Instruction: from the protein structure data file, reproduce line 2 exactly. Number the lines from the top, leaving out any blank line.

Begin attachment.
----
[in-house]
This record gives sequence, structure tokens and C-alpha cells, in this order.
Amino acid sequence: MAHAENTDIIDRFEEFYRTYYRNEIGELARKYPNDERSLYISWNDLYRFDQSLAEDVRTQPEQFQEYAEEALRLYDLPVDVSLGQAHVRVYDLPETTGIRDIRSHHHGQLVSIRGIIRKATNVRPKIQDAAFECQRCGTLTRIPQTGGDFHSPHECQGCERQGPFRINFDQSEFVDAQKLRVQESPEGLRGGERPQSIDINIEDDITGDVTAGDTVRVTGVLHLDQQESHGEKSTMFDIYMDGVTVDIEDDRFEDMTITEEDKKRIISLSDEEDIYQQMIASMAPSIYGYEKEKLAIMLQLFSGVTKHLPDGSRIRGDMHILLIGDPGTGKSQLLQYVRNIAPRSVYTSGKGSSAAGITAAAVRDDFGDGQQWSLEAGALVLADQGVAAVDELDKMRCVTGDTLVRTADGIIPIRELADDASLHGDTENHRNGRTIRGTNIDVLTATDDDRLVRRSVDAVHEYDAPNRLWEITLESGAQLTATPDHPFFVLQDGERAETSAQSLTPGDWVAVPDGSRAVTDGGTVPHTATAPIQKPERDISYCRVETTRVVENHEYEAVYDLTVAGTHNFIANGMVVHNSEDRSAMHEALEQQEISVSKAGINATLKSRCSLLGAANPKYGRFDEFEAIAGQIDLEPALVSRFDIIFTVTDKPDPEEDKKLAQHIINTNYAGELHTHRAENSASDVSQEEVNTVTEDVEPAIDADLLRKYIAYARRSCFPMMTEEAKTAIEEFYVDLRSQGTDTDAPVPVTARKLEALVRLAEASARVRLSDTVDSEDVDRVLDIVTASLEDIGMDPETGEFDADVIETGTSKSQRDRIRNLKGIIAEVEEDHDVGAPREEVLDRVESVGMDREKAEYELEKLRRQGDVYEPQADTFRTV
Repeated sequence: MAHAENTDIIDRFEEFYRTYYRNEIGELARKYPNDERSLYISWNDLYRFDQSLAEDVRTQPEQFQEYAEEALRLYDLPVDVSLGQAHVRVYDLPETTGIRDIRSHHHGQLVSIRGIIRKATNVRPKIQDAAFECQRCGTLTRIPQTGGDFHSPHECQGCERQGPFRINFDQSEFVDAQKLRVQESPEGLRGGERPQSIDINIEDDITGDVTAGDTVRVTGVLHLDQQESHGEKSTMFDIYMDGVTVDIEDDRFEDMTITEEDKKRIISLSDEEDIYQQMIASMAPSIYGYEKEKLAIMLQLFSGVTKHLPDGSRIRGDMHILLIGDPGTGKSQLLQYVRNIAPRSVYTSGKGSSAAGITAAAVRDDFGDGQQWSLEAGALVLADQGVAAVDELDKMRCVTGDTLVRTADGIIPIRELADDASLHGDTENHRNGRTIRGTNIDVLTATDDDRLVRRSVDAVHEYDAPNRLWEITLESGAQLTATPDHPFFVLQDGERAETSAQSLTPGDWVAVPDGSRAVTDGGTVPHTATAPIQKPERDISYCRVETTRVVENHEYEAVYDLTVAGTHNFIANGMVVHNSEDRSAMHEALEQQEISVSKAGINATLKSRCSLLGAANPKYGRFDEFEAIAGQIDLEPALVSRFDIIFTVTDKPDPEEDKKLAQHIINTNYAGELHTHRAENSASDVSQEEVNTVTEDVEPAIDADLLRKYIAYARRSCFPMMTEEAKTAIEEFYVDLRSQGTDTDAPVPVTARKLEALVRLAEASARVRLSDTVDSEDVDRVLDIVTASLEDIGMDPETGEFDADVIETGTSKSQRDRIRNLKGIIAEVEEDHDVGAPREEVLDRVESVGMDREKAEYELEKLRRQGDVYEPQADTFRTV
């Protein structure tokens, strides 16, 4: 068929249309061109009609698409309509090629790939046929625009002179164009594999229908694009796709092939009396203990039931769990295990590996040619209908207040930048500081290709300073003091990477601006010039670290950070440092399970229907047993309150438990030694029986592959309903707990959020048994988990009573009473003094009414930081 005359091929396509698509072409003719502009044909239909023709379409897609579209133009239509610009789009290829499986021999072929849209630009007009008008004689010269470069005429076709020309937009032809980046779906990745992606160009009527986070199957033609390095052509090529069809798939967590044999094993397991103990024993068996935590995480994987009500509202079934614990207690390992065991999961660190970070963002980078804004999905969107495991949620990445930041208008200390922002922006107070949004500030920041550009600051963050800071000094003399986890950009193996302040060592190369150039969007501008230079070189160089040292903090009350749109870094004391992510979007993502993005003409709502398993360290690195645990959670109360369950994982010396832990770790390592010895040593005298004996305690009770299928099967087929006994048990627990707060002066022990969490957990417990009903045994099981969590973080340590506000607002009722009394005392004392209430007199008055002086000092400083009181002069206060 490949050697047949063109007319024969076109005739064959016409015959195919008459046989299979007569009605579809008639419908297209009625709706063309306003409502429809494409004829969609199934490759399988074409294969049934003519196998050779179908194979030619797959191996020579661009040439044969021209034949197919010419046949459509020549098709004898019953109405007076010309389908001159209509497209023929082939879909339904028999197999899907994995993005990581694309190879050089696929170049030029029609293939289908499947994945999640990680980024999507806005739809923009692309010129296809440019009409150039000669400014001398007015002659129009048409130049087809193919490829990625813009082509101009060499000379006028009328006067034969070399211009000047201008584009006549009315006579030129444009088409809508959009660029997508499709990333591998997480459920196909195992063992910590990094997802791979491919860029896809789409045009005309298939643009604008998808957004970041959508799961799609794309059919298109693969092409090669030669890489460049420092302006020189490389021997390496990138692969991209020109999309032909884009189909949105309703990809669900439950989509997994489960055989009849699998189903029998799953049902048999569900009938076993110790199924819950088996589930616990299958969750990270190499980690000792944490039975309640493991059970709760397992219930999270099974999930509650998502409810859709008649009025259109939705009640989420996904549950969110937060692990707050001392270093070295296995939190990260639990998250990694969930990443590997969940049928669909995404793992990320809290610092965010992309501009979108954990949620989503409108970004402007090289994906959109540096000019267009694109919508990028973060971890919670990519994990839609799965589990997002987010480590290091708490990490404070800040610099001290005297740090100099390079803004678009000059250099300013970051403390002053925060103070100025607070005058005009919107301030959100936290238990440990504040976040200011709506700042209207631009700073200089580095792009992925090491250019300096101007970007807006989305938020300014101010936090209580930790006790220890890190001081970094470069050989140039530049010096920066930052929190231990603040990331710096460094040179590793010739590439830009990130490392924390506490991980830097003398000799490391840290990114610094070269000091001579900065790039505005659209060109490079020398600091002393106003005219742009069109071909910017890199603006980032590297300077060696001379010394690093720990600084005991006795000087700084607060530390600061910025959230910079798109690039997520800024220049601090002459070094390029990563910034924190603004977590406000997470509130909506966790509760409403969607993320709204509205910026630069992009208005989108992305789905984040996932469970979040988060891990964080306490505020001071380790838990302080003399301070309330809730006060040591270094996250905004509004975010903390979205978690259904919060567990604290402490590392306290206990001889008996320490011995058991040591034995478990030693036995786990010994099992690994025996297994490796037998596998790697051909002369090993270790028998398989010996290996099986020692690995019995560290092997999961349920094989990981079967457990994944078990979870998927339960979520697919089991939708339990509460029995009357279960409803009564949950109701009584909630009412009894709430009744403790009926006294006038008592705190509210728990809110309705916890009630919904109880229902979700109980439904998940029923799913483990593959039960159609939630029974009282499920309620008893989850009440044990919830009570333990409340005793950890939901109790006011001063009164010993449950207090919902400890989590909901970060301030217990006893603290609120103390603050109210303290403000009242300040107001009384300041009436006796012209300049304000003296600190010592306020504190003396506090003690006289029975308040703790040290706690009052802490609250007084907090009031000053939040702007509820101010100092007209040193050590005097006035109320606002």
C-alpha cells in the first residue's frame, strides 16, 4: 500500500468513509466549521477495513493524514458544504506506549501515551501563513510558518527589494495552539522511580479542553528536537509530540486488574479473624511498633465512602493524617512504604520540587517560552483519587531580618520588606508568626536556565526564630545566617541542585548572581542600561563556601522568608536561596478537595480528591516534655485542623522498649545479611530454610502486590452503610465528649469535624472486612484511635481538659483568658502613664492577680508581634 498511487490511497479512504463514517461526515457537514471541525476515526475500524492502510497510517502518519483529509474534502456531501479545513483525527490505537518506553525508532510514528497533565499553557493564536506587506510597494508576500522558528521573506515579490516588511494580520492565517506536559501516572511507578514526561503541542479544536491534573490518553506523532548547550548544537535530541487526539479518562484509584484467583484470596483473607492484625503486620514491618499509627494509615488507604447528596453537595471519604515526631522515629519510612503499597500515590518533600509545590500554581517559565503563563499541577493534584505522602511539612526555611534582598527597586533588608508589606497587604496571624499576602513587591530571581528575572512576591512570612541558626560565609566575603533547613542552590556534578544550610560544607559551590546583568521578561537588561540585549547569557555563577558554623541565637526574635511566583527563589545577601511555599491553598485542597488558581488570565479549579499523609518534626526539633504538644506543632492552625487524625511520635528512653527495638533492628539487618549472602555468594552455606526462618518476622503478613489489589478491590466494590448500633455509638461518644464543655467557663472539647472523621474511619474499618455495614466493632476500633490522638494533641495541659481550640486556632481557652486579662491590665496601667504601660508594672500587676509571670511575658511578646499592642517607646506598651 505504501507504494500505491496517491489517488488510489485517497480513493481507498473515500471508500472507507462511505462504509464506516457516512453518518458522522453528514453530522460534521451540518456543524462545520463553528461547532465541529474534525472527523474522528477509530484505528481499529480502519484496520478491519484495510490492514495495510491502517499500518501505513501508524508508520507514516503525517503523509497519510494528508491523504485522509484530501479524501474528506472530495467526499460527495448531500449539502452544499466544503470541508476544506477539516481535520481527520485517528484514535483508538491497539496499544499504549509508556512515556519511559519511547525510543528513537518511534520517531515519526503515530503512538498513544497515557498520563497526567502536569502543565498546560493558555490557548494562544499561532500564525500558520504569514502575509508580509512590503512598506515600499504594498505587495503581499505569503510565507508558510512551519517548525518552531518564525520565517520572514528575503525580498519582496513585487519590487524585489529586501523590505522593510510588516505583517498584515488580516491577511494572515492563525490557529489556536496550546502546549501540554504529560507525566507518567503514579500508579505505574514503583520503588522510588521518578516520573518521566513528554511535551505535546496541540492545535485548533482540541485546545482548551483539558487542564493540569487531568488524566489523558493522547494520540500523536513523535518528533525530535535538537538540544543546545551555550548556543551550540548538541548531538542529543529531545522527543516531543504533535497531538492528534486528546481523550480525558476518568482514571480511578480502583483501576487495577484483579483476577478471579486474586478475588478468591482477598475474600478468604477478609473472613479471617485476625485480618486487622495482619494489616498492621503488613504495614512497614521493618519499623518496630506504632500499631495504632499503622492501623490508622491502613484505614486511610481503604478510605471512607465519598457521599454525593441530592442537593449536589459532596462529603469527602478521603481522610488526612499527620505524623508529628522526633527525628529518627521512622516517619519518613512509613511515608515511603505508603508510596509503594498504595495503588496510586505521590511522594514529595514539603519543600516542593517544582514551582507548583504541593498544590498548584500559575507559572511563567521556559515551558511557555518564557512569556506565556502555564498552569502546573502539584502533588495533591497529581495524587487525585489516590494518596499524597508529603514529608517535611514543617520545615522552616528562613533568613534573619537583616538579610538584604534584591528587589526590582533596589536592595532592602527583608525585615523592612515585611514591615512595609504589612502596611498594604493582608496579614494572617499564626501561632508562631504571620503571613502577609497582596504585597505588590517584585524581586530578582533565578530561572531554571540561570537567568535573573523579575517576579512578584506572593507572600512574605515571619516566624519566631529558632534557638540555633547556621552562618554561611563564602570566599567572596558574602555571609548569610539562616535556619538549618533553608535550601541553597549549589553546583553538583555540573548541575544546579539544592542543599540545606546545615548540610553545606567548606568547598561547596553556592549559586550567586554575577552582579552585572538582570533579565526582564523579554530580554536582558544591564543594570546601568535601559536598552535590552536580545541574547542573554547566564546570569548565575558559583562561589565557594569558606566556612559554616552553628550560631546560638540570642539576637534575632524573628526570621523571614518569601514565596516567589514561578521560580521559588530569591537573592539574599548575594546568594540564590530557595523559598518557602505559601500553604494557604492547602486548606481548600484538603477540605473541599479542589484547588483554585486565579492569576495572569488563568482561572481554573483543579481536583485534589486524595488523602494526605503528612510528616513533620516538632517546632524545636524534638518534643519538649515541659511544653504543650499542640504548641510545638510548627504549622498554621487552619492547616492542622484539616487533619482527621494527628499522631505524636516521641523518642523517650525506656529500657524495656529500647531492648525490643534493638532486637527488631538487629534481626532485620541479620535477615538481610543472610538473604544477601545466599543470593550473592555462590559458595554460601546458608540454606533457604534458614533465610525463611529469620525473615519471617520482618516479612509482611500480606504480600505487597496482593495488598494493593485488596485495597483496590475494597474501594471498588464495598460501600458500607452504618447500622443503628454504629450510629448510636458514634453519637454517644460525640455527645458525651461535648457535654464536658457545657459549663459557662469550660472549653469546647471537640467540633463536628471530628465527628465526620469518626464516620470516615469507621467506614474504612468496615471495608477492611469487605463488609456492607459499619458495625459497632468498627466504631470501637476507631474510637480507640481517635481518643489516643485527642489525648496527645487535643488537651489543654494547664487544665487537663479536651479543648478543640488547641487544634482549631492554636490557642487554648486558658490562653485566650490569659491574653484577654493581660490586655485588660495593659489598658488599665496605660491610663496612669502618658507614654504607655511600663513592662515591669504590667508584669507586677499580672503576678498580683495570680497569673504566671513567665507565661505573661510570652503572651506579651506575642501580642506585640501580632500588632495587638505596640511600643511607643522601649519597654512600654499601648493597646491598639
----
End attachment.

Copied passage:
This record gives sequence, structure tokens and C-alpha cells, in this order.